Why do you export to Markdown when GitHub and others are supporting rendering Org directly?

Good question. I do this because I usually work with people that don't use Emacs :( so I usually take the source files and the Markdown and commit them to Git. I keep the Org file to myself. If everyone used Emacs, I wouldn't bother with that step.

This file would be very useful to have for us for reference, could you also share it please?

Yep! See the links below for a couple template files. An extended one from the talk is at:



00:00:03.600 --> 00:00:37.120 Adam: Hello! Welcome to Readme Driven Design in Emacs by Adam Aard. If you're a programmer, you're accustomed to putting a README file at the root of your project. It's usually a Markdown file But if you use an Org Mode file instead, you can take advantage of the great features that Org Mode provides, including literate programming, which lets you generate your source code and Markdown documentation dynamically. I want to walk you through a little bit of what this looks like.

00:00:37.120 --> 00:01:03.520 When you start a project, especially if if you use something like Github you begin with an automatically generated file. So just delete that and instead create a file. Starting with an empty Org file, like you see here, you can begin by recording important information about your project goals. You can add diagrams, code snippets, to-do lists, time tracking and much more.

00:01:03.520 --> 00:01:38.880 I'm going to drop in some documentation that I've written about about my project here, so you can see what this would look like. As you can see, I have a title, and a description, and then a subsection as well as some code snippets. You can see that Org Mode does a great job of formatting lists, code sections, diagrams, and so forth. It's as good or better than Markdown, but when you use it in Emacs you can do a lot more.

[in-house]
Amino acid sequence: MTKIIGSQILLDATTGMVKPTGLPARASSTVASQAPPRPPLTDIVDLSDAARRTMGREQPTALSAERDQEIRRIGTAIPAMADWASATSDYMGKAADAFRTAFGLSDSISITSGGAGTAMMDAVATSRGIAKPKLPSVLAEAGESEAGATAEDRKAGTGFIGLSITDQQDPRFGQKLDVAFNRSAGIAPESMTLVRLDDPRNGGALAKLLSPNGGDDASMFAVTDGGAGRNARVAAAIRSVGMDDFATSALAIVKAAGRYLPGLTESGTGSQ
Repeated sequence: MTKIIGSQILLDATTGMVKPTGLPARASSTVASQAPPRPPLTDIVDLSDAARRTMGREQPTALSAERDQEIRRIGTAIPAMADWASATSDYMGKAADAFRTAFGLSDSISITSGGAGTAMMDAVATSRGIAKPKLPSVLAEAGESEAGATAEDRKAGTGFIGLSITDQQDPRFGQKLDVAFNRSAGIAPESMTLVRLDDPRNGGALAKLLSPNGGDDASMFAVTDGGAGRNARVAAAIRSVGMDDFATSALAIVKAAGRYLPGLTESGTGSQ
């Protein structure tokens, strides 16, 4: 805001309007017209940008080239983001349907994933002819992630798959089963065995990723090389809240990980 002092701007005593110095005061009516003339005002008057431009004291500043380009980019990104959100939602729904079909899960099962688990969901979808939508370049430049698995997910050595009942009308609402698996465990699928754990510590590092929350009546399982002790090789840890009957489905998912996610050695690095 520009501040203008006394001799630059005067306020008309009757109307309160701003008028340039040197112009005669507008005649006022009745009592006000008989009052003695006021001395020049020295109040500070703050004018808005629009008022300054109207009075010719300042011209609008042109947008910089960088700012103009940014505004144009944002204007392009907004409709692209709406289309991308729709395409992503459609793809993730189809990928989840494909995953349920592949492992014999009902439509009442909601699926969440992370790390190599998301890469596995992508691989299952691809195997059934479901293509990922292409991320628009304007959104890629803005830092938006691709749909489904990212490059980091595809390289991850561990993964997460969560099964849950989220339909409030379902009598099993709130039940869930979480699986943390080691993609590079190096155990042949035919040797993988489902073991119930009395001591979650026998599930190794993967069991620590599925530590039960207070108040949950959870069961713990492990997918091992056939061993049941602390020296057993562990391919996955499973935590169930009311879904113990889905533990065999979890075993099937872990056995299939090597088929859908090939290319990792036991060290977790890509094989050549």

00:01:38.880 --> 00:02:08.000 For example, you can dynamically create diagrams using Graphviz from a text description. If you go to this source block here and hit C-c C-c, you'll see that we generate a diagram dynamically You can run these code snippets in place and get the results to show up inside of your file, which is a really powerful paradigm.

00:02:08.000 --> 00:02:19.520 But most importantly, for my purposes here, Org Mode provides you the ability to do literate programming.

00:02:19.520 --> 00:02:34.720 So take a quick look at this diagram that I generated here. It gives you a quick overview of what I mean by literate programming and how I'm using it. You can see that we start with a file on top.

00:02:34.720 --> 00:03:17.120 At this point, we can do one of two things: tangle or weave. Tangle is used to describe the process of generating source code, while weave is the process of generating documentation. These are terms that Donald Knuth used. He's the one that came up with the idea of literate programming in the early 1980s. But this is really all that there is to it. You just... You are simply using a literate source file, in this case the, to generate the rest of the project files, basically.

00:03:17.120 --> 00:03:59.479 So let's dig in to the details of how this works. I hope you... Hopefully you'll see how cool this is. So returning to the file here. Let's assume we have enough documentation now, that we want to get started coding. So maybe we'll just start with like a Hello World app, just so we can make sure that our environment is set up correctly. Let's get started with a code block. So I created a little snippet to help me add a source block for literate programming quickly. There's not much to it, but there are some important annotations here.